The sorority-style video is just one in a series of YouTube videos Weise has created -- many of which center on the notion that disability is still somehow taboo in academe and society at large. Weise said via email that Tullivan is performance art, conceived after an academic conference rejected panels on disability. “The exclusion of disabled academics was absurd,” Weise said. “It required an absurd response. So I invented Tipsy. I was thinking of Emily Dickinson's line ‘Tell all the truth, but tell it slant.’”
“Ableism is bigger than one conference,” Weise added. “So Tipsy continues.”
Tipsy's message in the recruitment video, for example, is, “Come join us! You only need to have the right amount of money and the right identity for the market,” Weise said. “Obviously, something is wrong with that message.”
Tipsy advises that unlike disability status, scholars don’t need to hide their “queer” status. “I wrote the line to question why higher ed seems more at ease with queer theory than, say, critical disability theory,” Weise said, recalling the case of William J. Peace. The disability scholar’s controversial piece in a Northwestern University bioethics journal on his sexual awakening after paralysis was censored in 2014. Two faculty members resigned as a result.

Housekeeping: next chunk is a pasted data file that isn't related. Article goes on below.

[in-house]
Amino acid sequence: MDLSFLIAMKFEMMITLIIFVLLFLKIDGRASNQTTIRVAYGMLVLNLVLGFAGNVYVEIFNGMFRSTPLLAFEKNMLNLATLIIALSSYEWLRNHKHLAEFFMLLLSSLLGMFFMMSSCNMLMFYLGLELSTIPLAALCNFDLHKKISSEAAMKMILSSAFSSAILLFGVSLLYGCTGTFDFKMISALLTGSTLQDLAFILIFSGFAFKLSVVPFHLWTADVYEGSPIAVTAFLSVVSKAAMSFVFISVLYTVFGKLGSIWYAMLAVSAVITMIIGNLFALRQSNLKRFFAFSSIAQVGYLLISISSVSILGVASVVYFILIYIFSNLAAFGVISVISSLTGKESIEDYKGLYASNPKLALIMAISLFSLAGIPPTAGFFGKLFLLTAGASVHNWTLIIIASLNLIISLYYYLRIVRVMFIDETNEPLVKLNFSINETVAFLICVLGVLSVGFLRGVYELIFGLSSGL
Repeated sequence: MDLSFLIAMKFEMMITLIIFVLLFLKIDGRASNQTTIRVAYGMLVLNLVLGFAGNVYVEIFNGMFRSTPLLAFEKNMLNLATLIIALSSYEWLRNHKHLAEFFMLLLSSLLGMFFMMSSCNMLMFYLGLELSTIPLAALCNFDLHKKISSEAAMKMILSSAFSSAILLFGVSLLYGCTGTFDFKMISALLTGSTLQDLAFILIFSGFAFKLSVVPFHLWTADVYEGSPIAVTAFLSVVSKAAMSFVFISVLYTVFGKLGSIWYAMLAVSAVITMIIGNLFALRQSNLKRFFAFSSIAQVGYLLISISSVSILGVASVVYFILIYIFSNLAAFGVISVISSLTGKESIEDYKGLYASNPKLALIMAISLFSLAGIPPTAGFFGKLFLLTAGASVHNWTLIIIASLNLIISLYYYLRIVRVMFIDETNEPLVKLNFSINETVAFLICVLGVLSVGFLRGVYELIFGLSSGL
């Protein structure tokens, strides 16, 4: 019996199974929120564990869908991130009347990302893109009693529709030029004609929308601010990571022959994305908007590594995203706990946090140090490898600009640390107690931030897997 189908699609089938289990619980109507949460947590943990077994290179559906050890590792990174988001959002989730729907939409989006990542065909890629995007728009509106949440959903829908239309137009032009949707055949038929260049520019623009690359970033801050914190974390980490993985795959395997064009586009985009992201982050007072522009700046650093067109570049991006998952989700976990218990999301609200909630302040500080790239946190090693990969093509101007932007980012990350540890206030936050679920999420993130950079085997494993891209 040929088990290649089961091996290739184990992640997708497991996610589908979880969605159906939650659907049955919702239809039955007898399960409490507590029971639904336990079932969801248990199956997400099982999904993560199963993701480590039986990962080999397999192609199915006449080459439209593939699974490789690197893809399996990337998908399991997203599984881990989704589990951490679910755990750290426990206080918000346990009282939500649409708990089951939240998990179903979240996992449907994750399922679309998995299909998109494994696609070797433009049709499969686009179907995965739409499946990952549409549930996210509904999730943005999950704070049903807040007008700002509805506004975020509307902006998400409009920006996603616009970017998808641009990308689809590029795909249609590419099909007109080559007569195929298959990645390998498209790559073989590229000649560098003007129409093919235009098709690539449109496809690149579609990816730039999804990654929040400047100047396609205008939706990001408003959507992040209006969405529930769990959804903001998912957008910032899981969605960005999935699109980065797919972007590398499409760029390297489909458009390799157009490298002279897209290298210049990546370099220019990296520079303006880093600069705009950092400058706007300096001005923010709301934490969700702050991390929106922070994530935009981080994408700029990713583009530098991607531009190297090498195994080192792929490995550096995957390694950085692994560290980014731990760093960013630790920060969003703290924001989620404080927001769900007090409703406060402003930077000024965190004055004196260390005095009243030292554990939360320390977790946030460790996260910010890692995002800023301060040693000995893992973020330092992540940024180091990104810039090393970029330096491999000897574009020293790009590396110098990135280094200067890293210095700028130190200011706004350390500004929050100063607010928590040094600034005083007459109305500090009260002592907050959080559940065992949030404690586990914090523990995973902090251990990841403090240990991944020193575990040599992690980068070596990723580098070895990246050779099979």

“Why are we uncomfortable with disability in higher ed?” asked Weise, a poet who has written about sexuality vis-à-vis her own disability, including in The Amputee’s Guide to Sex. “Does the disabled academic have free speech?”
Submitted by Paul Fain on September 9, 2016 - 3:00am
The U.S. Department of Education and the Justice Department on Thursday releasedguidance on campus policing that draws from the final report of the President's Task Force on 21st Century Policing. The task force's broad recommendations are designed to "help campus and local law enforcement both keep students safe and safeguard students' civil rights," John King Jr., the Secretary of Education, said in a written statement. The report covers changes to the culture of policing, embracing community policing concepts, ensuring fair and impartial policing, focusing on officer wellness and safety, implementing new technologies, and building community capital.
"We look to the campus policing community both as agents for public safety and advocates for student success," King said. "As you prepare to begin the new academic year, it is important that you focus on the effectiveness of safety enforcement and policing on your campus, as well as analyze and take action on opportunities for improvement."
Submitted by Jake New on September 9, 2016 - 3:00am